On 15 April 2005 in the provincial city of Ahwaz, security forces opened fire on thousands of peaceful demonstrators killing at least 61 men, women and children, injuring over 1800 and arresting thousands, according to Amnesty International (AI), Human Rights Watch (HRW) and BBC and other news organizations. There have been reports of torture according to AI, HRW and other human rights organizations in Ahwaz prisons- Numerous appeals for urgent action have been issued based on reports of torture, ill-treatment, and incommunicado detention and arbitrary arrests by other international NGOs.

Since the April 15, 2005 Entefada (Mass Uprising), at least 160 people were disappeared (believed killed), over 25,000 were detained. Five, including Ali Afrawi 17 and Mehdi Nawaseri 20 were hanged on March 2, 2006 in public in Ahwaz.

Most recently an Urgent Action report by Amnesty International late last month indicated that at least 10 men, all members of Iran's Arab minority, are to be executed any day.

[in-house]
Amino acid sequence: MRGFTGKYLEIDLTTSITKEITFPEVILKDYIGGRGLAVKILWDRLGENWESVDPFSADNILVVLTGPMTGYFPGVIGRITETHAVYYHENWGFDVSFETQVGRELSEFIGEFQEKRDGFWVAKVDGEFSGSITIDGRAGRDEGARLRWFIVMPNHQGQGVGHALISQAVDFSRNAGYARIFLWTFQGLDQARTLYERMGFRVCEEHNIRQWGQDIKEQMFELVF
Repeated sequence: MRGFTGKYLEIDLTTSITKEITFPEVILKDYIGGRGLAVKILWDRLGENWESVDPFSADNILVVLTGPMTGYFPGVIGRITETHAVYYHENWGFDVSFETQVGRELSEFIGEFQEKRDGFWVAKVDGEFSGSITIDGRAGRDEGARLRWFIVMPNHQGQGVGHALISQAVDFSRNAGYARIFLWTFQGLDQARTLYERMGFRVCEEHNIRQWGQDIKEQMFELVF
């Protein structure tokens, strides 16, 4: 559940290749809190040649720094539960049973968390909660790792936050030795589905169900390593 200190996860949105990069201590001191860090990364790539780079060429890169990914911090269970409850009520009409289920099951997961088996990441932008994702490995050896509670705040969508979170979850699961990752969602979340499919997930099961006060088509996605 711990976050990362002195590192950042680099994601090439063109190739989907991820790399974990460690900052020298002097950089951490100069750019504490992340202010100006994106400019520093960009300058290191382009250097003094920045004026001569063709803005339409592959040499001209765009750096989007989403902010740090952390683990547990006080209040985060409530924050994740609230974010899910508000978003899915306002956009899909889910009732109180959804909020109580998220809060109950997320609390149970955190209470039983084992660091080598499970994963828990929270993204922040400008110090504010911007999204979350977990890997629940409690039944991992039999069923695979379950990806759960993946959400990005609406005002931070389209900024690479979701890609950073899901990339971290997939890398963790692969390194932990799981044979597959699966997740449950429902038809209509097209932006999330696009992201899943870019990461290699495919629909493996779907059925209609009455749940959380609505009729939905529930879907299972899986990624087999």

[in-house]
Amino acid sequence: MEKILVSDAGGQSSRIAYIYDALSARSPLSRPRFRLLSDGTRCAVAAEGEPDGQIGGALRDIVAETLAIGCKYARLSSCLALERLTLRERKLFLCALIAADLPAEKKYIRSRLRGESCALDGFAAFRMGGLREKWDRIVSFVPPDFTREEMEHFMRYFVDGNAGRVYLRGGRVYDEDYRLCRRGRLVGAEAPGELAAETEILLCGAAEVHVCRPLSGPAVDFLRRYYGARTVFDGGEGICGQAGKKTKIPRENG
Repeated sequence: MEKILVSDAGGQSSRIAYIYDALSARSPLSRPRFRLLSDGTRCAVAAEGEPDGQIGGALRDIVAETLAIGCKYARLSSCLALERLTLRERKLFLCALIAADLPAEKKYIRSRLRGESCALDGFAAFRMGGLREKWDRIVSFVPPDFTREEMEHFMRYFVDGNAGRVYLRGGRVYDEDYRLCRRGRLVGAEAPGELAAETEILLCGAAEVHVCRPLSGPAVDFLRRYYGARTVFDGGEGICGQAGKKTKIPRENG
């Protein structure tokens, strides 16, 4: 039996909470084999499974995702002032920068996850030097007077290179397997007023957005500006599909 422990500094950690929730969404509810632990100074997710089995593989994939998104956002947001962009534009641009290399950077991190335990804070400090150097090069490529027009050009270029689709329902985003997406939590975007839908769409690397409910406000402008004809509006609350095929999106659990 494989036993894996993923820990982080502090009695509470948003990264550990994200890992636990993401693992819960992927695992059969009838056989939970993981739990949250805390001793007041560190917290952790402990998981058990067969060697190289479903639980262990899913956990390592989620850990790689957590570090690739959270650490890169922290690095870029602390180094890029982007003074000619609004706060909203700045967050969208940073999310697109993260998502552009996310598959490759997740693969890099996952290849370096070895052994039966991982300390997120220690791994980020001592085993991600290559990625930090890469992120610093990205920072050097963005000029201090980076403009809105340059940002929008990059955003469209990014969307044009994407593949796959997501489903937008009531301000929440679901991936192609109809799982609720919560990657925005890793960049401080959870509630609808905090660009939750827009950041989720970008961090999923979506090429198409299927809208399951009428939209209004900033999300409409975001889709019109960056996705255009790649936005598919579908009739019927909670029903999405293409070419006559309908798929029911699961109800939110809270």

The wives and sons of Ahwazi Arabs opponents of the regime who recently fled the country are being kept hostage in Sapidar Prison in Ahwaz including 2-month old Salma who was born from her mother Fahima Ismail Badawi (26); 4-years old Immad, and Zeidan are imprisoned with their mother Masouma Kaabi and 4-year old Ahmad and 2-year old Osameh imprisoned with their mother Hoda Hawashem (24) in Ahwaz prison.

On the other side of the equation and in parallel with this repression, there is a great deal of national awakening taking place among the non-dominant ethnic minorities as a result of revolution in communication technology and globalization. The advent of the internet and emergence and introduction of satellite TV- where even under the most repressive and intolerant dictatorship, you can read what others write and see and hear what others say and do, all in the privacy of your home- resulted is national self –awakening which is irreversible. i.e. “the genie is out of the bottle”.